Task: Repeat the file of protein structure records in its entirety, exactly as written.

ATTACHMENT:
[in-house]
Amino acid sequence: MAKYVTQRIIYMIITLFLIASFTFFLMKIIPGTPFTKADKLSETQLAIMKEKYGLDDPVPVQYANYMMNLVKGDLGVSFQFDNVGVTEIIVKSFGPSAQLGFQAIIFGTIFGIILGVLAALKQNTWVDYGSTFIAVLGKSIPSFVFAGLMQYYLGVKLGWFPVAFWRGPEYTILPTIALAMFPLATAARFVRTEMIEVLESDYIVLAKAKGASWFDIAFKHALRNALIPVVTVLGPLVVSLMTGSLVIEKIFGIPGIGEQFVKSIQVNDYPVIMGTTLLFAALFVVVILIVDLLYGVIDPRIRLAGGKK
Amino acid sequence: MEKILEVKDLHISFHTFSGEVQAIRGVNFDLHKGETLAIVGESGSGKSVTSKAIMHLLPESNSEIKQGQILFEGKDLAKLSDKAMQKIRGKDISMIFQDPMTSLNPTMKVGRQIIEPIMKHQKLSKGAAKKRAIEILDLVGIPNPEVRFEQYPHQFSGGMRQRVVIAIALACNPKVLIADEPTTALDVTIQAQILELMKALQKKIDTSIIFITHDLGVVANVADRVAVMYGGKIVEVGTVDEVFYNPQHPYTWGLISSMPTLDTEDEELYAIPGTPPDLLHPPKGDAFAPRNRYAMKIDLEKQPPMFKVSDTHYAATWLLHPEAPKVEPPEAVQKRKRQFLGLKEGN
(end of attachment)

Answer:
[in-house]
Amino acid sequence: MAKYVTQRIIYMIITLFLIASFTFFLMKIIPGTPFTKADKLSETQLAIMKEKYGLDDPVPVQYANYMMNLVKGDLGVSFQFDNVGVTEIIVKSFGPSAQLGFQAIIFGTIFGIILGVLAALKQNTWVDYGSTFIAVLGKSIPSFVFAGLMQYYLGVKLGWFPVAFWRGPEYTILPTIALAMFPLATAARFVRTEMIEVLESDYIVLAKAKGASWFDIAFKHALRNALIPVVTVLGPLVVSLMTGSLVIEKIFGIPGIGEQFVKSIQVNDYPVIMGTTLLFAALFVVVILIVDLLYGVIDPRIRLAGGKK
Amino acid sequence: MEKILEVKDLHISFHTFSGEVQAIRGVNFDLHKGETLAIVGESGSGKSVTSKAIMHLLPESNSEIKQGQILFEGKDLAKLSDKAMQKIRGKDISMIFQDPMTSLNPTMKVGRQIIEPIMKHQKLSKGAAKKRAIEILDLVGIPNPEVRFEQYPHQFSGGMRQRVVIAIALACNPKVLIADEPTTALDVTIQAQILELMKALQKKIDTSIIFITHDLGVVANVADRVAVMYGGKIVEVGTVDEVFYNPQHPYTWGLISSMPTLDTEDEELYAIPGTPPDLLHPPKGDAFAPRNRYAMKIDLEKQPPMFKVSDTHYAATWLLHPEAPKVEPPEAVQKRKRQFLGLKEGN